--My writing time grows short.  But I have a vision of a poem that will look at the larger ways that so many of us have been clueless about the legacy of slavery.  Maybe I'll play with this line:  We have all worn blackface.

Wednesday, September 18, 2019

NPR Nerds in Mourning: RIP Cokie Roberts

When I saw the news and confirmed that Cokie Roberts had died, I cried a bit at my desk.  The great illuminators of our time seem to be leaving us, and I feel each loss keenly.

I know, I know, I didn't really know her.  The tributes from people who did know her personally make me wish that I had known her.

I don't remember a time when she wasn't a media presence.  As I came into my own as an NPR listener, I made sure to be tuned in during her regular time slots--that was back in the pre-Internet days, where if you missed it, you missed it.  What a luxury now to be able to go back and listen to a person as often as we want.

It's also a burden, the knowledge that there's so much of value out there, and increasingly fragmented time.

What I will miss even more than Cokie Roberts' keen intellect is her way of connecting all that knowledge and explaining the relevance in a way that both highly educated people and those with limited education would understand.  So few people have that skill.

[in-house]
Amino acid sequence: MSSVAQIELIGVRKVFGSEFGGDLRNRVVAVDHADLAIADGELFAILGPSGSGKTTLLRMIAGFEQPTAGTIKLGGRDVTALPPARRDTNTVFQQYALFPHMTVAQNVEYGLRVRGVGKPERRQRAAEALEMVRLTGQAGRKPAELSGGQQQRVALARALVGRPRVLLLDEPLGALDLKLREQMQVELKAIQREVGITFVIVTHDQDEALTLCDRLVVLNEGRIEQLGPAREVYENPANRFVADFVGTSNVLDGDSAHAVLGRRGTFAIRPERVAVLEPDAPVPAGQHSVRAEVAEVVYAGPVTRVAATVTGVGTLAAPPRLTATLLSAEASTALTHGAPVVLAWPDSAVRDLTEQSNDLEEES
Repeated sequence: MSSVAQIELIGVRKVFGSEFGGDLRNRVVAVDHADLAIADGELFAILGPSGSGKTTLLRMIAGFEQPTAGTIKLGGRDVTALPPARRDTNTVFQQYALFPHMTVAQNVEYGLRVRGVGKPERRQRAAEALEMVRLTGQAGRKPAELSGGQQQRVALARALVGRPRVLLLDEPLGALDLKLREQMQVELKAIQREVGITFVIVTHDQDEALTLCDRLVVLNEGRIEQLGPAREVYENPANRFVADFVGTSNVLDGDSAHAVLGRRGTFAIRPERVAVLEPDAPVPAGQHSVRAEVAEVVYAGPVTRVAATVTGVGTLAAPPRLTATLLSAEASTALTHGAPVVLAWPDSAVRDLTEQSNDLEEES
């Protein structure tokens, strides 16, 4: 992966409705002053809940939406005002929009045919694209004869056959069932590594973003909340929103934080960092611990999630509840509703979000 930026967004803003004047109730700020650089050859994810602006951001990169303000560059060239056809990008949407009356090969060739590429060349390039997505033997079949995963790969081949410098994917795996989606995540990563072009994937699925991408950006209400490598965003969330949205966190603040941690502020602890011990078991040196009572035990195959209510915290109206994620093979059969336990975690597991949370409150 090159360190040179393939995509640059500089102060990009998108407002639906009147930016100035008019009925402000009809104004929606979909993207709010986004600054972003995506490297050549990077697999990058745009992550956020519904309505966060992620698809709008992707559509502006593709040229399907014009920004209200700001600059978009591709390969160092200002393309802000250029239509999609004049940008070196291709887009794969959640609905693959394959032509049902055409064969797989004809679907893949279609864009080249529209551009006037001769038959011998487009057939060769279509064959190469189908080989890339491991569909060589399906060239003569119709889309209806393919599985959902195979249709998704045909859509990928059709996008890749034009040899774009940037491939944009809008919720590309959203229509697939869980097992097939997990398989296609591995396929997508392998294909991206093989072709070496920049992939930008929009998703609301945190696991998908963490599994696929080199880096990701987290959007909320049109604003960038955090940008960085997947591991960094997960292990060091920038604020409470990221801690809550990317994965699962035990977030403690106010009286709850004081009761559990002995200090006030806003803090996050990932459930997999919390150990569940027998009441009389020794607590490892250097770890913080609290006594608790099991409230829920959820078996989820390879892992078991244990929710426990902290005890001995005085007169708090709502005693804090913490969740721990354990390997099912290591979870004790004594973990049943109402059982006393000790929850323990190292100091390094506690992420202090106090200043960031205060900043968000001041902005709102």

She was also inspiring.  I never doubted that she had a vision of how we could all be better--as individuals, as a society, as a larger world.  I never doubted that she had appreciation for all that our ancestors accomplished, even as she called us to continue to expand on what they had built.

I am also profoundly grateful for the doors that she opened to the next generation, my generation, that was following behind.  She showed a variety of ways of achieving our hopes and dreams.  She showed that we could have careers and families and outside interests beyond that too.  We didn't have to live within narrow definitions.  We didn't have to be constrained completely by our gender or our biology or our circumstances.

And as someone who listens to NPR for many hours a day, I am happy for all the ways she shaped that institution.  As someone who misses the way that TV news used to be, I am grateful that I got to see it when people like Cokie Roberts had a hand in the newscast.

I know that there are others who have already taken up the work that she was doing.  Eventually, if I'm still alive when they die, I will miss them too.  But it may not feel like the same kind of loss, since I came to know them later.

Cokie Roberts was always there, a calm voice, an oasis, for as long as I remember.  We need more voices like hers.  Let us rise to fill that call.

Tuesday, September 17, 2019

Creative Visioning in the Voice of a Future Scholar

September 17 is the feast day of Hildegard of Bingen, mystic, herbalist, musical composer, naturalist, and Abbess. Her life was full of accomplishments, an amazing feat considering she lived in the twelfth century.  For more, see this post on my theology blog.